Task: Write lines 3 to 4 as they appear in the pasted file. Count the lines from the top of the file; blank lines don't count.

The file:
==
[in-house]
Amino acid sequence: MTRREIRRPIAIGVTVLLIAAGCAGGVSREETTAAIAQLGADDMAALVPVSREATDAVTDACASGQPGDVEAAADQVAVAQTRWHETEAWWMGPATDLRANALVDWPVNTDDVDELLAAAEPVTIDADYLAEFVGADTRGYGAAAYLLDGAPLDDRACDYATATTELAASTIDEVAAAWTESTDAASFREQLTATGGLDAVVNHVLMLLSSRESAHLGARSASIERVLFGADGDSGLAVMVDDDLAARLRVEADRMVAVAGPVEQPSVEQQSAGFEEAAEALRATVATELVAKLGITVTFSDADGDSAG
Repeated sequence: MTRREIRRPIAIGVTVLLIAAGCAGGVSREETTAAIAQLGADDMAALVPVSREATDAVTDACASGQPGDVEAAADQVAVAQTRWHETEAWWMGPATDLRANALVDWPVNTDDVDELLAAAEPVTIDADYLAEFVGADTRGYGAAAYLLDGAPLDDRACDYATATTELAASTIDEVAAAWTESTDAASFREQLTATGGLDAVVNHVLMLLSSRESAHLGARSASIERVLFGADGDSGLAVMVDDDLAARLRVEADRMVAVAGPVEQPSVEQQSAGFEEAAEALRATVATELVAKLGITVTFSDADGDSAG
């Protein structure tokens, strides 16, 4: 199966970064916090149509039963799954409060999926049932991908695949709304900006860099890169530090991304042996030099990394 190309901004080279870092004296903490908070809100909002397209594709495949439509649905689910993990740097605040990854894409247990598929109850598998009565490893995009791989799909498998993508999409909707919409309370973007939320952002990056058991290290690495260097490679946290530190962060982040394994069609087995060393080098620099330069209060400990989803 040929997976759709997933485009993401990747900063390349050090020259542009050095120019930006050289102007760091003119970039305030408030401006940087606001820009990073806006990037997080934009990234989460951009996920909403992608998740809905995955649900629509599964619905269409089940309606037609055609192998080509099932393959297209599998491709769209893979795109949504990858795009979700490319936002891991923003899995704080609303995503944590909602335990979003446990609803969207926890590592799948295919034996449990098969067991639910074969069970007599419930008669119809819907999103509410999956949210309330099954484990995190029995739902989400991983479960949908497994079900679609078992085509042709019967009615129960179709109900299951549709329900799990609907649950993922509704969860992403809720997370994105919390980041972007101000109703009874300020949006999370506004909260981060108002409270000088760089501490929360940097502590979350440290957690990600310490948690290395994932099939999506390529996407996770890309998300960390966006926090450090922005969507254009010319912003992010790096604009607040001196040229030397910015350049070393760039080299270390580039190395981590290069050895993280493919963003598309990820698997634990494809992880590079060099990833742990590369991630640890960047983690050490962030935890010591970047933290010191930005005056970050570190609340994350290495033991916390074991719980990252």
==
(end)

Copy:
Repeated sequence: MTRREIRRPIAIGVTVLLIAAGCAGGVSREETTAAIAQLGADDMAALVPVSREATDAVTDACASGQPGDVEAAADQVAVAQTRWHETEAWWMGPATDLRANALVDWPVNTDDVDELLAAAEPVTIDADYLAEFVGADTRGYGAAAYLLDGAPLDDRACDYATATTELAASTIDEVAAAWTESTDAASFREQLTATGGLDAVVNHVLMLLSSRESAHLGARSASIERVLFGADGDSGLAVMVDDDLAARLRVEADRMVAVAGPVEQPSVEQQSAGFEEAAEALRATVATELVAKLGITVTFSDADGDSAG
């Protein structure tokens, strides 16, 4: 199966970064916090149509039963799954409060999926049932991908695949709304900006860099890169530090991304042996030099990394 190309901004080279870092004296903490908070809100909002397209594709495949439509649905689910993990740097605040990854894409247990598929109850598998009565490893995009791989799909498998993508999409909707919409309370973007939320952002990056058991290290690495260097490679946290530190962060982040394994069609087995060393080098620099330069209060400990989803 040929997976759709997933485009993401990747900063390349050090020259542009050095120019930006050289102007760091003119970039305030408030401006940087606001820009990073806006990037997080934009990234989460951009996920909403992608998740809905995955649900629509599964619905269409089940309606037609055609192998080509099932393959297209599998491709769209893979795109949504990858795009979700490319936002891991923003899995704080609303995503944590909602335990979003446990609803969207926890590592799948295919034996449990098969067991639910074969069970007599419930008669119809819907999103509410999956949210309330099954484990995190029995739902989400991983479960949908497994079900679609078992085509042709019967009615129960179709109900299951549709329900799990609907649950993922509704969860992403809720997370994105919390980041972007101000109703009874300020949006999370506004909260981060108002409270000088760089501490929360940097502590979350440290957690990600310490948690290395994932099939999506390529996407996770890309998300960390966006926090450090922005969507254009010319912003992010790096604009607040001196040229030397910015350049070393760039080299270390580039190395981590290069050895993280493919963003598309990820698997634990494809992880590079060099990833742990590369991630640890960047983690050490962030935890010591970047933290010191930005005056970050570190609340994350290495033991916390074991719980990252």